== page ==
11 thoughts on “Copyright not applicable to geodata?”
There are two separate questions here:
a) Are there rights in data you can license if you wanted to (if not there is no point creating a license as it is not enforceable)
b) If there are rights is a CC license suitable.
The answer to (a) is that it depends on your jurisdiction. In particular because of the Feist decision in the US it may well be the case that there are no IP rights in large bodies of data (e.g. geodata). However in many other jurisdictions — the EU in particular — it is most definitely the case that there are IP rights in the data and thus licensing makes sense.
Coming to (b) the simple answer is that most CC-licenses, with a few special exceptions such as the Dutch license, do not really deal with data well. Nevertheless one could see the CC-licenses as a good interim solution as they express all the relevant concepts even if they are not perfectly tailored to the subject matter. The other alternative is simply to take a bit of time to make a new license or mod one of the existing CC ones to do what you want (as you may recall Jo, Giles Lane proposed a redraft of the CC licenses specifically for geodata about 2 years ago which we now host: http://www.okfn.org/geo/access.html#license).
Dear Jo, et. al.,
Let me respond from a U.S. perspective to keep the discussion bounded in my response. I quote below from an article that Jim Campbell and I have recently submitted to the CODATA Journal. We argue that you can eliminate the need to address the copyrightability of factual compilations on a case by case basis by simply always licensing your data compilations to the public domain or commons whether a court would ultimately find them copyrightable or not. The poem “Fleas” or “Lines on the Antiquity of Microbes” is less than three words long yet was completely protected by copyright law until it entered the public domain. We argue that courts will support similar full protection in the selection, coordination and arrangement of even a very few data elements.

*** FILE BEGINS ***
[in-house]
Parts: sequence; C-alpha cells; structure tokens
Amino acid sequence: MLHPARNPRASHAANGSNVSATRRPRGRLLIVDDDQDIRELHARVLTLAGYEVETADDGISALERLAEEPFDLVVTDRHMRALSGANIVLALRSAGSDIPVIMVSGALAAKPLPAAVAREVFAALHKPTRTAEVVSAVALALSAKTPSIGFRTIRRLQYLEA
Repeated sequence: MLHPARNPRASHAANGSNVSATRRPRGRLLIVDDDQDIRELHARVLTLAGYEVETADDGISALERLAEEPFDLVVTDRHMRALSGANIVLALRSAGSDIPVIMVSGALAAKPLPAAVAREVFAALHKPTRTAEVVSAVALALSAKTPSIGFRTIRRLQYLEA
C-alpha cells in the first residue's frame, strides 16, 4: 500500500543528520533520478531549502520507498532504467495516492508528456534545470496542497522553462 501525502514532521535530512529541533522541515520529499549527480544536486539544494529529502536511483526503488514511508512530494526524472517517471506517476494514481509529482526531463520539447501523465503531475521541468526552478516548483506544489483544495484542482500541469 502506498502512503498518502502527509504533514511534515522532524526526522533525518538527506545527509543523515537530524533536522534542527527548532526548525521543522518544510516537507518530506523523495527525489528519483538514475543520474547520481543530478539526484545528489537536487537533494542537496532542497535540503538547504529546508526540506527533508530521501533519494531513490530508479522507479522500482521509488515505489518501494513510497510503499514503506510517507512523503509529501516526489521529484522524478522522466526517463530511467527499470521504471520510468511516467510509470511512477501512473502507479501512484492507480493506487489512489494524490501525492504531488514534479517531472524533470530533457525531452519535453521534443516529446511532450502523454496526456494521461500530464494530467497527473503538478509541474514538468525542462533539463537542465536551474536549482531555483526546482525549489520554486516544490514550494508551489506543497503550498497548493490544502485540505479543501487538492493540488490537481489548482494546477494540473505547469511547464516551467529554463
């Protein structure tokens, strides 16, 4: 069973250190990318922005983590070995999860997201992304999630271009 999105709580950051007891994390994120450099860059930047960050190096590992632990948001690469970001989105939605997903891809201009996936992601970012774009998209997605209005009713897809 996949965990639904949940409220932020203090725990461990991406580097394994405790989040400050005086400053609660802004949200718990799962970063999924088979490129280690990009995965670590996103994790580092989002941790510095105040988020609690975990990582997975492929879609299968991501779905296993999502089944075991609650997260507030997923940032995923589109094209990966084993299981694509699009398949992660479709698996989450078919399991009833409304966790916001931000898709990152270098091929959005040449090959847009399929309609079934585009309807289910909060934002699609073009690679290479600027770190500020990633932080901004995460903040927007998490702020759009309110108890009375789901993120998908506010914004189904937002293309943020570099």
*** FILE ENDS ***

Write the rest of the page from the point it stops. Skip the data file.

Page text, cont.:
Quote from an upcoming article:
“A simple compilation of facts alone, absent originality in selection or arrangement, does not merit copyright protection in the U.S. (or most other countries). There is, Justice O’Connor pointed out, a clear difference between “discovery” and “authorship.” A census taker, for example, who records how many people live in a building is simply discovering and recording a fact – there is no originality hence no protectable authorship involved. The only source of originality, from a copyright perspective, lies in the way that those facts are creatively selected or arranged.